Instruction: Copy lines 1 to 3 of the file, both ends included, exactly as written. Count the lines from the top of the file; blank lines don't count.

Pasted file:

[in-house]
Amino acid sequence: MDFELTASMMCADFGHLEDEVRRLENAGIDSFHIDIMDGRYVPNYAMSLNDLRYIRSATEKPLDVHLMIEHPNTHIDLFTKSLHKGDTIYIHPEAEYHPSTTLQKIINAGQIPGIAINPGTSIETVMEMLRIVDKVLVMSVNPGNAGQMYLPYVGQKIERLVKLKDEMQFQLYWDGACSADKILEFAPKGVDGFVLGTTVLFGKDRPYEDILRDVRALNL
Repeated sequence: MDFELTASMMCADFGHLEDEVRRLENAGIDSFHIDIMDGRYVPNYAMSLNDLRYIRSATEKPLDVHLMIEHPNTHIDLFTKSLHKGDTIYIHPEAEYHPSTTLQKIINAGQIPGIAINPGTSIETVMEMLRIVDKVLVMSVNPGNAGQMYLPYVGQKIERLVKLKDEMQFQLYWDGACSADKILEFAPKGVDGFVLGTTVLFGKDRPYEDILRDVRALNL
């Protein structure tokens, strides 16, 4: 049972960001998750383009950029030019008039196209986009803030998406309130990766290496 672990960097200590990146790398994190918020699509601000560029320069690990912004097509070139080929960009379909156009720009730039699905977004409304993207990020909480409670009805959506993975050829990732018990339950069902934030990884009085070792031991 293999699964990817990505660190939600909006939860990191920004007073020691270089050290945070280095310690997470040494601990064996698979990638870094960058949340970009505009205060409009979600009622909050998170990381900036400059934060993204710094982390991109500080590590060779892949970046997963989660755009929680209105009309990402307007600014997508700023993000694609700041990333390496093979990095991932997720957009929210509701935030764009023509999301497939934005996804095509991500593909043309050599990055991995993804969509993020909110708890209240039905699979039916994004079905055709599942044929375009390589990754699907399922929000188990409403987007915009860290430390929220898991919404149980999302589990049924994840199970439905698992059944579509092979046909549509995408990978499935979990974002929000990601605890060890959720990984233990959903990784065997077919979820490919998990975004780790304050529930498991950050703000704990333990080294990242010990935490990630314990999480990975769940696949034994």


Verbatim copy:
[in-house]
Amino acid sequence: MDFELTASMMCADFGHLEDEVRRLENAGIDSFHIDIMDGRYVPNYAMSLNDLRYIRSATEKPLDVHLMIEHPNTHIDLFTKSLHKGDTIYIHPEAEYHPSTTLQKIINAGQIPGIAINPGTSIETVMEMLRIVDKVLVMSVNPGNAGQMYLPYVGQKIERLVKLKDEMQFQLYWDGACSADKILEFAPKGVDGFVLGTTVLFGKDRPYEDILRDVRALNL
Repeated sequence: MDFELTASMMCADFGHLEDEVRRLENAGIDSFHIDIMDGRYVPNYAMSLNDLRYIRSATEKPLDVHLMIEHPNTHIDLFTKSLHKGDTIYIHPEAEYHPSTTLQKIINAGQIPGIAINPGTSIETVMEMLRIVDKVLVMSVNPGNAGQMYLPYVGQKIERLVKLKDEMQFQLYWDGACSADKILEFAPKGVDGFVLGTTVLFGKDRPYEDILRDVRALNL